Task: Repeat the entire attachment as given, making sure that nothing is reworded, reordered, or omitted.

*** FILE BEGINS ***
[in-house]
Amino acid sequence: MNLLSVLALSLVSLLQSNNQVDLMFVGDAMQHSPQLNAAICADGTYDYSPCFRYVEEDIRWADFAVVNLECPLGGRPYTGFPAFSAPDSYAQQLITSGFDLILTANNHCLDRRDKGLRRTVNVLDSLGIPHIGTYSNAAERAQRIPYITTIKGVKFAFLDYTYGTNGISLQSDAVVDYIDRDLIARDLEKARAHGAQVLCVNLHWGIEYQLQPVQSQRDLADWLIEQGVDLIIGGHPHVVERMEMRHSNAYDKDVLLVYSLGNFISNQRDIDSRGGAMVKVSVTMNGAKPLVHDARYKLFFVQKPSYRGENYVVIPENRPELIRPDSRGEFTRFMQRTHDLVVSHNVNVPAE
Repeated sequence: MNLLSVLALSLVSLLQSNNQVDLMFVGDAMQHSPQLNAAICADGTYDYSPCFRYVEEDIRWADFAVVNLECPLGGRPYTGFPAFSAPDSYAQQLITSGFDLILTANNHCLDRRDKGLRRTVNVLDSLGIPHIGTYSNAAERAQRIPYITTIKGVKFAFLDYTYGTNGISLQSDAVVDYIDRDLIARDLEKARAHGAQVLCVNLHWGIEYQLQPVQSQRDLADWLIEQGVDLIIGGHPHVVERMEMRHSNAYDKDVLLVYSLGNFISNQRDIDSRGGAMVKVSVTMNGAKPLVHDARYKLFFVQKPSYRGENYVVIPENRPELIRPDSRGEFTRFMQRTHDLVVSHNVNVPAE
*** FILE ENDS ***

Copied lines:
[in-house]
Amino acid sequence: MNLLSVLALSLVSLLQSNNQVDLMFVGDAMQHSPQLNAAICADGTYDYSPCFRYVEEDIRWADFAVVNLECPLGGRPYTGFPAFSAPDSYAQQLITSGFDLILTANNHCLDRRDKGLRRTVNVLDSLGIPHIGTYSNAAERAQRIPYITTIKGVKFAFLDYTYGTNGISLQSDAVVDYIDRDLIARDLEKARAHGAQVLCVNLHWGIEYQLQPVQSQRDLADWLIEQGVDLIIGGHPHVVERMEMRHSNAYDKDVLLVYSLGNFISNQRDIDSRGGAMVKVSVTMNGAKPLVHDARYKLFFVQKPSYRGENYVVIPENRPELIRPDSRGEFTRFMQRTHDLVVSHNVNVPAE
Repeated sequence: MNLLSVLALSLVSLLQSNNQVDLMFVGDAMQHSPQLNAAICADGTYDYSPCFRYVEEDIRWADFAVVNLECPLGGRPYTGFPAFSAPDSYAQQLITSGFDLILTANNHCLDRRDKGLRRTVNVLDSLGIPHIGTYSNAAERAQRIPYITTIKGVKFAFLDYTYGTNGISLQSDAVVDYIDRDLIARDLEKARAHGAQVLCVNLHWGIEYQLQPVQSQRDLADWLIEQGVDLIIGGHPHVVERMEMRHSNAYDKDVLLVYSLGNFISNQRDIDSRGGAMVKVSVTMNGAKPLVHDARYKLFFVQKPSYRGENYVVIPENRPELIRPDSRGEFTRFMQRTHDLVVSHNVNVPAE